Scalia’s Death Adds Uncertainty to Blockbuster Term
The death of Justice Antonin Scalia, a strong and passionate conservative voice on the Supreme Court for the past 30 years, will have a significant impact on high-profile cases pending before the court.
The court was expected to be closely divided between conservative and liberal wings, perhaps 5-4, on key cases on abortion, affirmative action, the president’s authority to change immigration enforcement, voting rights and labor union dues.
But the vacancy left by Scalia’s death means those cases could end up 4-4, a result that leaves the lower court ruling standing whether it was conservative or liberal. The Supreme Court would simply issue a one-page order upholding the lower court’s decision because the high court was split.
With a presidential election in November, the court’s decisions were already likely to become political flash points. The vacancy raises the stakes for candidates from both parties.
One closely-watched case that had been expected to be 5-4 was over whether public employees have a right to choose not to pay dues but still reap the benefits of collective bargaining and other union activities. A 4-4 split would uphold a lower court decision that required employees to pay those dues.
Scalia’s death also could affect which cases the justices agree to hear in the future, a point underscored by one of the last votes from Scalia to halt implementation President Barack Obama’s signature climate change plan. The court voted 5-4 to stop the EPA regulation while officials from 26 states and companies challenge it in court.
“One of those five votes is gone now,” said appellate lawyer John Elwood, a partner at Vinson & Elkins in Washington. Although that decision stands, Scalia’s death could change the dynamic of the Supreme Court after the U.S. Court of Appeals for the D.C. Circuit decides the case and it is appealed the Supreme Court.
President Barack Obama’s effort to implement his executive action to defer deportation of some undocumented immigrants may be significantly affected by a court without Scalia. Republican lawmakers have been sharply critical of the president, and many states, led by Texas, sought to block the president.
If the justices split 4-4, a lower court order would stand, preventing the policy changes Obama announced in November 2014 that would affect millions of undocumented immigrants.
The president’s actions would defer deportation for undocumented immigrant parents of U.S. citizens and legal residents, under a program known as DAPA. The actions would also expand a similar program, called DACA, for undocumented immigrants who came to the United States as children.
Another case that could turn out significantly different is one on affirmative action programs. With Justice Samuel A. Alito already recused from the case, only seven justices will decide it, reshuffling the possible outcomes. The justices are grappling with how colleges can improve diversity — and measure success without relying on quotas — in a case testing the University of Texas’ use of race in undergraduate admissions decisions. The major test for affirmative action comes from a white student denied admission.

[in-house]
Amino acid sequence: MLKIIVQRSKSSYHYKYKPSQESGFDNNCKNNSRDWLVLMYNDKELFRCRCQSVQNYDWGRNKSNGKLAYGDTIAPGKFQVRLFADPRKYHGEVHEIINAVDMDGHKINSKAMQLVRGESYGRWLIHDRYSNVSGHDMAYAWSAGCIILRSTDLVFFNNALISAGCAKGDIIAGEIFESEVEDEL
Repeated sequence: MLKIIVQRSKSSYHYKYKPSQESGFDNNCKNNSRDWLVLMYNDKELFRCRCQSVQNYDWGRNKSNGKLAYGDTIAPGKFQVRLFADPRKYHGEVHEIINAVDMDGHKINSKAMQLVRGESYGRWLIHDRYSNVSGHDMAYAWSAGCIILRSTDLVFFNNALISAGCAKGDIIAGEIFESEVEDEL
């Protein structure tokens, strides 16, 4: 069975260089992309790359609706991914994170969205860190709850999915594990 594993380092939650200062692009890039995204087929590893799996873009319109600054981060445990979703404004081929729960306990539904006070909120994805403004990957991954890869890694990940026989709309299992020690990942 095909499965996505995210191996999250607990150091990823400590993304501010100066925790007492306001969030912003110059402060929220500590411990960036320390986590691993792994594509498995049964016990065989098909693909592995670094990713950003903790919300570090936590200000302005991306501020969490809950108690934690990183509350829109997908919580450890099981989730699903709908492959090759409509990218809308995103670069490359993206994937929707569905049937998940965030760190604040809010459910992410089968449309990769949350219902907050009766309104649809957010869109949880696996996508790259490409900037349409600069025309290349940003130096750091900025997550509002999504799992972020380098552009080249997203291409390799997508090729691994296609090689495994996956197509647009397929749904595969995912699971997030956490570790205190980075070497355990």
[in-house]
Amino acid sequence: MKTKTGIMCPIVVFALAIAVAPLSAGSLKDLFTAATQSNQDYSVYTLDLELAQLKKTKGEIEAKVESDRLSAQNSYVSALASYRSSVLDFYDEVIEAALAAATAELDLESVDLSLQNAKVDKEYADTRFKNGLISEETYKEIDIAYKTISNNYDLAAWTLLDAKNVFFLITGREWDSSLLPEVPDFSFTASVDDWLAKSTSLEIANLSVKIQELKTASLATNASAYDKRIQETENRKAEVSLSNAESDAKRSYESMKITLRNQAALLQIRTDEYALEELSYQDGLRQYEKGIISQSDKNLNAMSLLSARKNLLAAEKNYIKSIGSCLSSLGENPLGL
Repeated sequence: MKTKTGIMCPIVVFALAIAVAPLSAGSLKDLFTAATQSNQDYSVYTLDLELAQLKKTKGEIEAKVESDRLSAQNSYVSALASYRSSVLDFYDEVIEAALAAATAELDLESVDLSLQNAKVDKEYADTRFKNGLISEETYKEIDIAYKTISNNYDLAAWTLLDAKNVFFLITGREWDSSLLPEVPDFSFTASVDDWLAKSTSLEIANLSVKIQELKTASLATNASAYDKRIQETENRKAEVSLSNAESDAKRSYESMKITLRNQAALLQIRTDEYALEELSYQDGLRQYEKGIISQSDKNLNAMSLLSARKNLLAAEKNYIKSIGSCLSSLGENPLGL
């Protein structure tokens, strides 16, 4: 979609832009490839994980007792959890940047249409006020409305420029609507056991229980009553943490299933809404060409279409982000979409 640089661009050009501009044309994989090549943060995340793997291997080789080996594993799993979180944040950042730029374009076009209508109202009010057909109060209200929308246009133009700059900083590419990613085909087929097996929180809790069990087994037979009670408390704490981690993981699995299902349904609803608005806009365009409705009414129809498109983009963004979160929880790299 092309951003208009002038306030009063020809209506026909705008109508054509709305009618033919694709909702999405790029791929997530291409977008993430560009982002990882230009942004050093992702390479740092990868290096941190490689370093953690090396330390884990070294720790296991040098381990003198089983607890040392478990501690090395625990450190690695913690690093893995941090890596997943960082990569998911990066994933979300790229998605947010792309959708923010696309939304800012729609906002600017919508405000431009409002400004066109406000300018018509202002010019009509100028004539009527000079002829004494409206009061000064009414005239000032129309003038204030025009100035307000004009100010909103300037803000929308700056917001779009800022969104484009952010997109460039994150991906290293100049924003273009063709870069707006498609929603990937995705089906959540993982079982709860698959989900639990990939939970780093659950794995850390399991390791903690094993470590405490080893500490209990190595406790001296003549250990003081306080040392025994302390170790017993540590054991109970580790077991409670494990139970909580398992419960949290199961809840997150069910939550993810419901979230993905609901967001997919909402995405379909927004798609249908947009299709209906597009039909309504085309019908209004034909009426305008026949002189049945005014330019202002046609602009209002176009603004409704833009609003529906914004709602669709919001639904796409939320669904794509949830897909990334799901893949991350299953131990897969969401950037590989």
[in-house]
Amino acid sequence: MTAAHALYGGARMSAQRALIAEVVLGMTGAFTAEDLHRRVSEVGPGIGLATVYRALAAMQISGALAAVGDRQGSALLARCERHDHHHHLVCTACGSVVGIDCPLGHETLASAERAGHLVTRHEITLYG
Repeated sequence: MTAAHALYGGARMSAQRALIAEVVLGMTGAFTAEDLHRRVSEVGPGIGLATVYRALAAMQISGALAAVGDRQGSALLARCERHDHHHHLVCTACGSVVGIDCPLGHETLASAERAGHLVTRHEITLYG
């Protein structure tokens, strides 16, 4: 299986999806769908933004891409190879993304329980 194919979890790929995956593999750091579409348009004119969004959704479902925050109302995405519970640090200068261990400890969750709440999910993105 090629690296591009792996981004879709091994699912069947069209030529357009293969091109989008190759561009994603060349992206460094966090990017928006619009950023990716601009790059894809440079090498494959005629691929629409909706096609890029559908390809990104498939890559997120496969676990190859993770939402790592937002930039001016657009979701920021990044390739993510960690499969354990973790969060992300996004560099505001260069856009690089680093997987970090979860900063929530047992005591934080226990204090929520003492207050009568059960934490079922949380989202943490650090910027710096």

The court also faces decisions on abortion and the health care law (PL 111-148, PL 111-152)
Scalia could have been writing some of the opinions in cases argued earlier this term, which started in October. It’s possible that those opinions would be released by the court in the near future if the votes were finalized, but “I think pretty much otherwise they have to more or less start over,” Elwood said.
Bottom line: “It’s a big term this year and this throws it into a lot more uncertainty,” Elwood said.
The court could delay hearing some cases until a new justice is appointed, Rick Hasen, a law professor at the University of California, Irvine, wrote on his blog.
“Some of those cases could perhaps be delayed for appointment of a new justice, a justice that could potentially swing the Court from a 5-4 conservative majority to a 5-4 liberal majority,” Hasen wrote. “But that assumes that President Obama could nominate a liberal who could get confirmed by the Republican Senate. I think that’s fairly unlikely.”
Scalia’s death will also bring more political scrutiny to the court amid the presidential election campaigns, Hasen wrote.
“Especially if Senate Republicans block a liberal appointee to the Supreme Court, this has the potential to inject this issue into the presidential campaign,” Hasen wrote. “And it will work both ways. You can bet that Ted Cruz will be running on a platform to replace Scalia with more and more Scalias. This could finally be the election that brings the Supreme Court into national focus much more.”
Technically, there’s time in 2016 if a vacancy opens on the court. The confirmation process for Obama’s two appointments, Justices Sonia Sotomayor in 2009 and Elena Kagan in 2010, took three and four months, respectively.
Politically — well, there’s the problem. Sotomayor and Kagan were confirmed when Democrats ran the Senate. There’s no sign the Republican-controlled Senate, which now draws the ire of Democrats over the slow pace of pace of confirmations for district and appeals court judges, would speed things up for an Obama nominee to the high court.
Senate Majority Leader Mitch McConnell of Kentucky threw doubt on that immediately, saying in a written statement that “this vacancy should not be filled until we have a new president.”